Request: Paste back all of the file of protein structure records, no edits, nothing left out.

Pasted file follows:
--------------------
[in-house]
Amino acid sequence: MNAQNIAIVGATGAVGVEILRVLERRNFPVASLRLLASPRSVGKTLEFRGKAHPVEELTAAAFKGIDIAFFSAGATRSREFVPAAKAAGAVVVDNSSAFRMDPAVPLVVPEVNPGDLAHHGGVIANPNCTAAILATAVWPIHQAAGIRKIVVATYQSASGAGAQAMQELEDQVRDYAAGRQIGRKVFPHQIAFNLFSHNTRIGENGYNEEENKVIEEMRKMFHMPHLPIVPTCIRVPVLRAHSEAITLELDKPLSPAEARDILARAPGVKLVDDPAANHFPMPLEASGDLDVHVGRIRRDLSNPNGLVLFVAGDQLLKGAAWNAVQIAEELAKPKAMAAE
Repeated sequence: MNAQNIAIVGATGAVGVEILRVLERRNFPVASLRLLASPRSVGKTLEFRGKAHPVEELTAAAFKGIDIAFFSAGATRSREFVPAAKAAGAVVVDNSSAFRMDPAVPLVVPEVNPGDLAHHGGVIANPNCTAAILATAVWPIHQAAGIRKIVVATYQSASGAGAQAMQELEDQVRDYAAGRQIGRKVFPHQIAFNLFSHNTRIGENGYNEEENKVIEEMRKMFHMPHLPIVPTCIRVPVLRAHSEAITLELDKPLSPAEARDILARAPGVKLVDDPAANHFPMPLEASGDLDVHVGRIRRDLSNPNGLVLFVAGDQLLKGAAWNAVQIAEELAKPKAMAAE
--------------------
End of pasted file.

[in-house]
Amino acid sequence: MNAQNIAIVGATGAVGVEILRVLERRNFPVASLRLLASPRSVGKTLEFRGKAHPVEELTAAAFKGIDIAFFSAGATRSREFVPAAKAAGAVVVDNSSAFRMDPAVPLVVPEVNPGDLAHHGGVIANPNCTAAILATAVWPIHQAAGIRKIVVATYQSASGAGAQAMQELEDQVRDYAAGRQIGRKVFPHQIAFNLFSHNTRIGENGYNEEENKVIEEMRKMFHMPHLPIVPTCIRVPVLRAHSEAITLELDKPLSPAEARDILARAPGVKLVDDPAANHFPMPLEASGDLDVHVGRIRRDLSNPNGLVLFVAGDQLLKGAAWNAVQIAEELAKPKAMAAE
Repeated sequence: MNAQNIAIVGATGAVGVEILRVLERRNFPVASLRLLASPRSVGKTLEFRGKAHPVEELTAAAFKGIDIAFFSAGATRSREFVPAAKAAGAVVVDNSSAFRMDPAVPLVVPEVNPGDLAHHGGVIANPNCTAAILATAVWPIHQAAGIRKIVVATYQSASGAGAQAMQELEDQVRDYAAGRQIGRKVFPHQIAFNLFSHNTRIGENGYNEEENKVIEEMRKMFHMPHLPIVPTCIRVPVLRAHSEAITLELDKPLSPAEARDILARAPGVKLVDDPAANHFPMPLEASGDLDVHVGRIRRDLSNPNGLVLFVAGDQLLKGAAWNAVQIAEELAKPKAMAAE